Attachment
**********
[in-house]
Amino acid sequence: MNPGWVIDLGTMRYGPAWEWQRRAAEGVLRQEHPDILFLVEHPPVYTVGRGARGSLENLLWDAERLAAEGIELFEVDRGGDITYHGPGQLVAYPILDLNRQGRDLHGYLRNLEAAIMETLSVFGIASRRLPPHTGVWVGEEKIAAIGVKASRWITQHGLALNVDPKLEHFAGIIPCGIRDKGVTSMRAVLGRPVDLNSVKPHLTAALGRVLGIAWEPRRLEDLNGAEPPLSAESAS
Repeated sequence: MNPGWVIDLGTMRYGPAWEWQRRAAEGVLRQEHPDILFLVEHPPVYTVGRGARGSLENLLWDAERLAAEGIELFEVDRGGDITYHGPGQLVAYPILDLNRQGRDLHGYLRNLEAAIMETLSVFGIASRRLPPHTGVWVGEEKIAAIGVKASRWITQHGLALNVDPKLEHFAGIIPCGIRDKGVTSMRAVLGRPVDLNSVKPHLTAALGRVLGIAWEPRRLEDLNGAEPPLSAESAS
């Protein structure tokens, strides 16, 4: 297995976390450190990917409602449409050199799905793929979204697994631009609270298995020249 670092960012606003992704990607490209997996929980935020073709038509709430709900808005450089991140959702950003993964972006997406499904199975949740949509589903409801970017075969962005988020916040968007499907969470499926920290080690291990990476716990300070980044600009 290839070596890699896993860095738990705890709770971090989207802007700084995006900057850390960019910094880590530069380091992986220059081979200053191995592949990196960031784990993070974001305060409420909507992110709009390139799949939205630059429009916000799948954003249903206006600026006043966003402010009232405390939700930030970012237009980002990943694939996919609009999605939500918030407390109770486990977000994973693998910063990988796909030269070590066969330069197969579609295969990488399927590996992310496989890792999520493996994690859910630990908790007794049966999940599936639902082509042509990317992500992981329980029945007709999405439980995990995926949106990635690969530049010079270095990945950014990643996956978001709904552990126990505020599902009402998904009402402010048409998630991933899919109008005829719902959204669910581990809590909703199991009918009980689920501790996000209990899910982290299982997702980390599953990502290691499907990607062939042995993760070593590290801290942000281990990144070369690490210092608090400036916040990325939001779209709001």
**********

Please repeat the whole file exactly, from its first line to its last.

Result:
[in-house]
Amino acid sequence: MNPGWVIDLGTMRYGPAWEWQRRAAEGVLRQEHPDILFLVEHPPVYTVGRGARGSLENLLWDAERLAAEGIELFEVDRGGDITYHGPGQLVAYPILDLNRQGRDLHGYLRNLEAAIMETLSVFGIASRRLPPHTGVWVGEEKIAAIGVKASRWITQHGLALNVDPKLEHFAGIIPCGIRDKGVTSMRAVLGRPVDLNSVKPHLTAALGRVLGIAWEPRRLEDLNGAEPPLSAESAS
Repeated sequence: MNPGWVIDLGTMRYGPAWEWQRRAAEGVLRQEHPDILFLVEHPPVYTVGRGARGSLENLLWDAERLAAEGIELFEVDRGGDITYHGPGQLVAYPILDLNRQGRDLHGYLRNLEAAIMETLSVFGIASRRLPPHTGVWVGEEKIAAIGVKASRWITQHGLALNVDPKLEHFAGIIPCGIRDKGVTSMRAVLGRPVDLNSVKPHLTAALGRVLGIAWEPRRLEDLNGAEPPLSAESAS
């Protein structure tokens, strides 16, 4: 297995976390450190990917409602449409050199799905793929979204697994631009609270298995020249 670092960012606003992704990607490209997996929980935020073709038509709430709900808005450089991140959702950003993964972006997406499904199975949740949509589903409801970017075969962005988020916040968007499907969470499926920290080690291990990476716990300070980044600009 290839070596890699896993860095738990705890709770971090989207802007700084995006900057850390960019910094880590530069380091992986220059081979200053191995592949990196960031784990993070974001305060409420909507992110709009390139799949939205630059429009916000799948954003249903206006600026006043966003402010009232405390939700930030970012237009980002990943694939996919609009999605939500918030407390109770486990977000994973693998910063990988796909030269070590066969330069197969579609295969990488399927590996992310496989890792999520493996994690859910630990908790007794049966999940599936639902082509042509990317992500992981329980029945007709999405439980995990995926949106990635690969530049010079270095990945950014990643996956978001709904552990126990505020599902009402998904009402402010048409998630991933899919109008005829719902959204669910581990809590909703199991009918009980689920501790996000209990899910982290299982997702980390599953990502290691499907990607062939042995993760070593590290801290942000281990990144070369690490210092608090400036916040990325939001779209709001």